They use a water thru a garden hose metaphor to describe the memristor’s function. In standard circuits, the flow of current can go in both directions. With a memory resistor in the circuit, the “hose” remembers what direction the “water” or current is flowing from, and “expands” (allows more charge to flow thru the circuit). If the current flows from the other direction, the “hose shrinks” (less charge if passed thru). This could lead to a new sort of computer memory that never needs time booting up to access its DRAM from the hard drive when the power is turned back on. Even when the power is turned off the memory circuit never loses its place. The new circuit element could also help to build ever smaller devices and result in more reliable performance from the increasing amount of computer circuitry central to so much home electronics.
Another Home Theater PC Failure – Speaking of computers, many electronics manufacturers have been attempting to come up with a simple and easy-to-use home theater entertainment package based on a PC. The idea is to provide a DVD player, video recorder, CD player, set-top box, audio system, a full computer, and perhaps AV distribution to the rest of the home – all in a single box. Nobody has really done that yet. Sony has a new entry, the Vaio VGX-TP25 Home Theater PC. It has a DVR, a Blu-ray and standard DVD/CD player, and a set-top box. You can record TV shows while watching another channel. You can rewind, pause and fast forward thru commercials. The TP25 won’t work with standard analog TVs out of the box since it lacks the proper connection. It has two TV tuners, which instead of being integral to the unit are external components that must be plugged in and set up next to it.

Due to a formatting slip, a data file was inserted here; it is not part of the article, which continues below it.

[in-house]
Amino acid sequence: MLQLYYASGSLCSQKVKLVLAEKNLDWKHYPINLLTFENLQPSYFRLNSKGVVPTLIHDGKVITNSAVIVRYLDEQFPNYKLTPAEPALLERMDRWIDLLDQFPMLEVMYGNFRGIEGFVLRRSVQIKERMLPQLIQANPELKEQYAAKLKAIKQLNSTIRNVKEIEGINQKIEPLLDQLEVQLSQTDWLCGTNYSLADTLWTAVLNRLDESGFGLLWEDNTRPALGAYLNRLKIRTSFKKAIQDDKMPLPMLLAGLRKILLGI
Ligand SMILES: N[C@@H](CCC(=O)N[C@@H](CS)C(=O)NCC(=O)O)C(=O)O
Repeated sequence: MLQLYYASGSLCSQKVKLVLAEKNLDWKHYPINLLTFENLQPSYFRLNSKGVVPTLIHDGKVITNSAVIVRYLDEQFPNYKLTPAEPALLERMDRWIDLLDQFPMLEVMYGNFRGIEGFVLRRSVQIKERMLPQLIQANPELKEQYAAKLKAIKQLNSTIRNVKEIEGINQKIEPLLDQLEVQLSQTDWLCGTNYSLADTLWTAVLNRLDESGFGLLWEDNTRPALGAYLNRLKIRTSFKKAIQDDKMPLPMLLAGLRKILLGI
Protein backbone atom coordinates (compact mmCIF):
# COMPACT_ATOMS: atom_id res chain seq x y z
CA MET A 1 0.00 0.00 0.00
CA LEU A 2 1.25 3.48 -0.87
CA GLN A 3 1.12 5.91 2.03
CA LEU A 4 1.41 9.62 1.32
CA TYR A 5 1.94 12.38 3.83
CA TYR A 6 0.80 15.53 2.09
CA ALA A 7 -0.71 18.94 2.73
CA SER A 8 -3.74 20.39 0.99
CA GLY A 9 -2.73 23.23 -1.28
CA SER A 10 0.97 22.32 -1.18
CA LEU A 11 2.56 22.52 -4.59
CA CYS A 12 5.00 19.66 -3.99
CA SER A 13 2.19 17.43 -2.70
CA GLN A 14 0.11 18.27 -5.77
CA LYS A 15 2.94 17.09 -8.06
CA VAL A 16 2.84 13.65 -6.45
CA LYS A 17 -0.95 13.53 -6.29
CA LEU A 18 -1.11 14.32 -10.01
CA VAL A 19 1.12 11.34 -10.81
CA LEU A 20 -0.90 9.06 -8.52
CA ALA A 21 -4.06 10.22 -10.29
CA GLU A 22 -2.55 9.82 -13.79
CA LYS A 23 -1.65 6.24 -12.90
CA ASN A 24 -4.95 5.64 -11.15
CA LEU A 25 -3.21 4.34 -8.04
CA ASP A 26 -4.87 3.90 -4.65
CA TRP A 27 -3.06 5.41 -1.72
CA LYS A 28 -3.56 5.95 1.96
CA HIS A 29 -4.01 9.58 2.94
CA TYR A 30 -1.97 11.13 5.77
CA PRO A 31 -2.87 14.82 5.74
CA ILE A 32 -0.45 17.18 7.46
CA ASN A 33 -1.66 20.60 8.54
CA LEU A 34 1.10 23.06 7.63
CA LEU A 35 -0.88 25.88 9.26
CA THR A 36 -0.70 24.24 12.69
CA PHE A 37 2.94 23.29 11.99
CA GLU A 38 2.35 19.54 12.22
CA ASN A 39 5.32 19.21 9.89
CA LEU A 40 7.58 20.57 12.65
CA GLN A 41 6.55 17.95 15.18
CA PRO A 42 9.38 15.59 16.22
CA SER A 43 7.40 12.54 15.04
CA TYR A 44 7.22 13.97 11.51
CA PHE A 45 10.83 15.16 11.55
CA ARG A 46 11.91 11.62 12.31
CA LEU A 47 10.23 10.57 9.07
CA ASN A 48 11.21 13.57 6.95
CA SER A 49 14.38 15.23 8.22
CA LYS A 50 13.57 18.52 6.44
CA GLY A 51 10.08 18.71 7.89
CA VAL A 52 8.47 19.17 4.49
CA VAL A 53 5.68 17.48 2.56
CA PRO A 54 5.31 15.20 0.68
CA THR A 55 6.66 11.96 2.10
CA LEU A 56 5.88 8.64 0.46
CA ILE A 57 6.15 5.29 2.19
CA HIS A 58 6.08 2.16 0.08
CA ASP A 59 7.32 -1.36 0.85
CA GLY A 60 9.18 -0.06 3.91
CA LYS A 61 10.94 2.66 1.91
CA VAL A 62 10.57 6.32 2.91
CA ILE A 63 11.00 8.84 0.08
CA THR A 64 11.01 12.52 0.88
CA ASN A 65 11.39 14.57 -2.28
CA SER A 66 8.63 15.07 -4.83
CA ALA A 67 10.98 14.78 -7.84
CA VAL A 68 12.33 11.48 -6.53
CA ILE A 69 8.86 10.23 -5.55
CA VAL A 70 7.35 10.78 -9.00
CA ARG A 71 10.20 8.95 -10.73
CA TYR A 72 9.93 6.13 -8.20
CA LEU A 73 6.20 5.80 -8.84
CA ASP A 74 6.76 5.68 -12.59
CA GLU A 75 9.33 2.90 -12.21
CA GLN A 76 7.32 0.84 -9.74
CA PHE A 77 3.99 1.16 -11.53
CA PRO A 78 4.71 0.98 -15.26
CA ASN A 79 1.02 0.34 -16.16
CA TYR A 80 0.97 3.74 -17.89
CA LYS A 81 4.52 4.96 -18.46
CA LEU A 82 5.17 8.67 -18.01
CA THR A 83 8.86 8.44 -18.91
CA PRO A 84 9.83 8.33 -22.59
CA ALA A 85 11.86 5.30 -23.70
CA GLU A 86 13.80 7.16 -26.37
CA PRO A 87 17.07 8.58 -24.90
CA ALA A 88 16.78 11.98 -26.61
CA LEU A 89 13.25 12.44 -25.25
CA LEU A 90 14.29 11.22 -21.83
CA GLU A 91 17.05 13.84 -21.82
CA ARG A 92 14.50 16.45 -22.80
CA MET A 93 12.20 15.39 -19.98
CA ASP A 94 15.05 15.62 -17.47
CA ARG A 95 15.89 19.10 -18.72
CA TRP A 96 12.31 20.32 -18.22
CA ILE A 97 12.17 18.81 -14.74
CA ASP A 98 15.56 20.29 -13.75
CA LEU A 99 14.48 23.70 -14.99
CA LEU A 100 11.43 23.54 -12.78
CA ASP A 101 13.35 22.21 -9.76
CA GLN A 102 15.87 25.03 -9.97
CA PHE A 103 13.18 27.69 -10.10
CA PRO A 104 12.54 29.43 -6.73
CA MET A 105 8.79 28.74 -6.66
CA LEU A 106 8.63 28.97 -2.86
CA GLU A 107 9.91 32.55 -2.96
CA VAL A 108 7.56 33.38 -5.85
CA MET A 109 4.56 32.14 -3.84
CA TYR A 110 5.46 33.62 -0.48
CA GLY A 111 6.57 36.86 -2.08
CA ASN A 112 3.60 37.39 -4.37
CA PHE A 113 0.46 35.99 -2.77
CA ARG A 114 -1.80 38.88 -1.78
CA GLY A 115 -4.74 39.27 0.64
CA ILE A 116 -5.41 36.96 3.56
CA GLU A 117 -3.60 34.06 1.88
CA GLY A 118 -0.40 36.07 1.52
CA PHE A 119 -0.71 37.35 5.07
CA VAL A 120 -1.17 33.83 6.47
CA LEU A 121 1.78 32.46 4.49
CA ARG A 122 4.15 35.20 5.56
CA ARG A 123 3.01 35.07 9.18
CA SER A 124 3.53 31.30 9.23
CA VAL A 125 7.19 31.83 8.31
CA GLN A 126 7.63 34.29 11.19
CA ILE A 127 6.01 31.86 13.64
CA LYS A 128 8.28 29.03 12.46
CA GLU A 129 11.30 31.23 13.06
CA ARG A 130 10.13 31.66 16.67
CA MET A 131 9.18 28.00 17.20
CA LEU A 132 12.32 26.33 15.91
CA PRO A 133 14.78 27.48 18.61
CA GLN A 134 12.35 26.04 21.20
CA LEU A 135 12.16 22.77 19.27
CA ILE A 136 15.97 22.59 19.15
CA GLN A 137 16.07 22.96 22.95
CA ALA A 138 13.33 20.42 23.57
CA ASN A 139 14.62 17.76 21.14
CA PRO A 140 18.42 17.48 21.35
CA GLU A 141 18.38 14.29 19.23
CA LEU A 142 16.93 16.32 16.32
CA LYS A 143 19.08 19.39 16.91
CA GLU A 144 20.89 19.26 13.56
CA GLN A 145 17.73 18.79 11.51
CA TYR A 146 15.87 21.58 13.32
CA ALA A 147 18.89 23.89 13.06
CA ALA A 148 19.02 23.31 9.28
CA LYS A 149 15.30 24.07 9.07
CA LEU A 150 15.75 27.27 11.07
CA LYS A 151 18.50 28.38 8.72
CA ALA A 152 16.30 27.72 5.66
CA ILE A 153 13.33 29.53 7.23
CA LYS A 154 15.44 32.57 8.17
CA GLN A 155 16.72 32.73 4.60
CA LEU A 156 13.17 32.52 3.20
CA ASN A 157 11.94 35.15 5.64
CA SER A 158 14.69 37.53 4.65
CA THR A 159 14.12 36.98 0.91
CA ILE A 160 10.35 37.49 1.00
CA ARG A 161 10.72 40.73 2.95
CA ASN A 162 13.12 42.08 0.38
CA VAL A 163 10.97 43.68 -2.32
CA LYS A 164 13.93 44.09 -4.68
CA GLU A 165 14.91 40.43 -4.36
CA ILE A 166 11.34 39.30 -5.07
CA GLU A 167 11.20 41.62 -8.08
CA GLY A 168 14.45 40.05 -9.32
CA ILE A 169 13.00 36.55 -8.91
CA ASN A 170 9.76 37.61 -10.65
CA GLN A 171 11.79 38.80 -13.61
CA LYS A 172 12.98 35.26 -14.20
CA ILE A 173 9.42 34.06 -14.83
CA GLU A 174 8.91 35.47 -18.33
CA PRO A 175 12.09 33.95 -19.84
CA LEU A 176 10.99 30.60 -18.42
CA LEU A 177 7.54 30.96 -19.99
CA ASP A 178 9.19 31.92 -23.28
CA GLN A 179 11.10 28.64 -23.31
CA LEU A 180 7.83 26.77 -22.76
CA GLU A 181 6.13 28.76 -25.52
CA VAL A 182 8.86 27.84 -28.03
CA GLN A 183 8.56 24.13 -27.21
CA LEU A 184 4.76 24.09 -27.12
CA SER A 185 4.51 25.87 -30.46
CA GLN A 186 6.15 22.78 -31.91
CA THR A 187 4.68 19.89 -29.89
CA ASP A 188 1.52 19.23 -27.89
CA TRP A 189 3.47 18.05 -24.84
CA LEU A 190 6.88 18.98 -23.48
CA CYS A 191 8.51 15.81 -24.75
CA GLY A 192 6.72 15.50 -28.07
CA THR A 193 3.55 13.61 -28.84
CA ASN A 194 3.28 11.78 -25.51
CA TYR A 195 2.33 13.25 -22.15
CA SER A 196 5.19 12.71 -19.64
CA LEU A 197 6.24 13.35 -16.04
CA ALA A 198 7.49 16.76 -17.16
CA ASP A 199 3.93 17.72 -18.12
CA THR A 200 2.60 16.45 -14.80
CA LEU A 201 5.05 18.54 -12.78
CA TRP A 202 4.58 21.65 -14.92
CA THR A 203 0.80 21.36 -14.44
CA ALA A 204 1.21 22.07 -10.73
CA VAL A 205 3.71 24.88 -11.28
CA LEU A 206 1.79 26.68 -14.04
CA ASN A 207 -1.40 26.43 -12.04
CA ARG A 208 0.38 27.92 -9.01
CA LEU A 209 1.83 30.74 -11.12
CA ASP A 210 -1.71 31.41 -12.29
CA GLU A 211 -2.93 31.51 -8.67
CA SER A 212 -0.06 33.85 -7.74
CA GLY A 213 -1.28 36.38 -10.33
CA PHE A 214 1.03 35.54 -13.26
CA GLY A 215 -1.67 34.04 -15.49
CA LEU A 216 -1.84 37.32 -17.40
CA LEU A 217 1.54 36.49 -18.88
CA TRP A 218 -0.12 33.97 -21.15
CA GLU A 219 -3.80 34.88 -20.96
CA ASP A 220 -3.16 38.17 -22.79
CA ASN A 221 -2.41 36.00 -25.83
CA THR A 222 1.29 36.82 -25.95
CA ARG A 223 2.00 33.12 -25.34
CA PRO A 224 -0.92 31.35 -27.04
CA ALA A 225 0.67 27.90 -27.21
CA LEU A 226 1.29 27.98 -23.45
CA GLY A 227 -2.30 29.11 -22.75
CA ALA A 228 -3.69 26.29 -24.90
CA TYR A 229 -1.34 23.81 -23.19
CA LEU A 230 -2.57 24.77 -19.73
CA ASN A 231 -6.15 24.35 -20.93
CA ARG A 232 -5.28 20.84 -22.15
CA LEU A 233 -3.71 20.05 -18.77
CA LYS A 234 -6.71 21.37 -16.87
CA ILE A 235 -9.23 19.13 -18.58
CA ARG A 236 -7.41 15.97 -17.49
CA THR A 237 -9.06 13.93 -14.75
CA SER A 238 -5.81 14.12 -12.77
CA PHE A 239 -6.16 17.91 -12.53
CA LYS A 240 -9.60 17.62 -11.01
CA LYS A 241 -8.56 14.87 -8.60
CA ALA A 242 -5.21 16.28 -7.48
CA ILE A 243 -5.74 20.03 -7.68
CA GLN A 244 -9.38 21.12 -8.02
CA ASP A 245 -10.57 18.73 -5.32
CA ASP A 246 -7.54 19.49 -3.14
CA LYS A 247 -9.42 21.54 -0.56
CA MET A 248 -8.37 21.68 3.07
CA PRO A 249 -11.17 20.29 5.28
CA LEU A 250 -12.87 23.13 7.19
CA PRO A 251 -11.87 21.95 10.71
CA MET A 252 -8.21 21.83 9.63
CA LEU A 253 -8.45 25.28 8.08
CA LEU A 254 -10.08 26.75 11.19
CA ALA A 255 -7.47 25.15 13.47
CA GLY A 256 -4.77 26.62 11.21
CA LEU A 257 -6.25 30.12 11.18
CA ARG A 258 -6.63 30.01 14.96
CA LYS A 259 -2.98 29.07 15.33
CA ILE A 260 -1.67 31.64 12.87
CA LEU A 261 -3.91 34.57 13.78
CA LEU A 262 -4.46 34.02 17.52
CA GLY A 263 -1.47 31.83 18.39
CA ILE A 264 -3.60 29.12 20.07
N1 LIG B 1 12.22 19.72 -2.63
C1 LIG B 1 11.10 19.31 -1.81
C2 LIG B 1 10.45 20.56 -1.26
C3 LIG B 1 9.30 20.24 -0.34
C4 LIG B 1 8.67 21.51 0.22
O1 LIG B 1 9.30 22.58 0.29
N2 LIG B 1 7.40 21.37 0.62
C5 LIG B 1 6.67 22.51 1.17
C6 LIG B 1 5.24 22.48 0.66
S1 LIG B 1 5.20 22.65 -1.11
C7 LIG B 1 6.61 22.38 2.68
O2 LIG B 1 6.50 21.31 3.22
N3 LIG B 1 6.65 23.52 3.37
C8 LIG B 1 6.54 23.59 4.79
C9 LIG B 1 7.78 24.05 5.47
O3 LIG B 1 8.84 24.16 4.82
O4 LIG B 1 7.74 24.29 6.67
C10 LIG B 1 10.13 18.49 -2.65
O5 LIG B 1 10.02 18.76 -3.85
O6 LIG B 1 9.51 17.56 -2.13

Its 500GB hard drive will fill up rather quickly, especially if you time-shift hi-res video programs. There is a TV program guide built in. To watch and record digital cable channels, you will need to purchase a CableCARD from your cable company. It doesn’t look like a standard PC, but is a fully functional one, running on the less-than-popular Windows Vista operating system. You can listen to downloaded music tracks and watch videos on YouTube and elsewhere online. The TP25 comes with applications allowing you to create videos and edit photos; it also has slots for SD and Memory Stick memory cards. Among the unit’s cons would be its cobbled-together aspect (the separate TV tuners), the lack of expansion ability, no home distribution feature, and its high price of $3000. Frankly, we Mac fans wouldn’t touch MS Vista, and what about when the PC crashes, you lose everything on the hard drive (which you never got around to backing up), and all you wanted to do was just listen to a CD?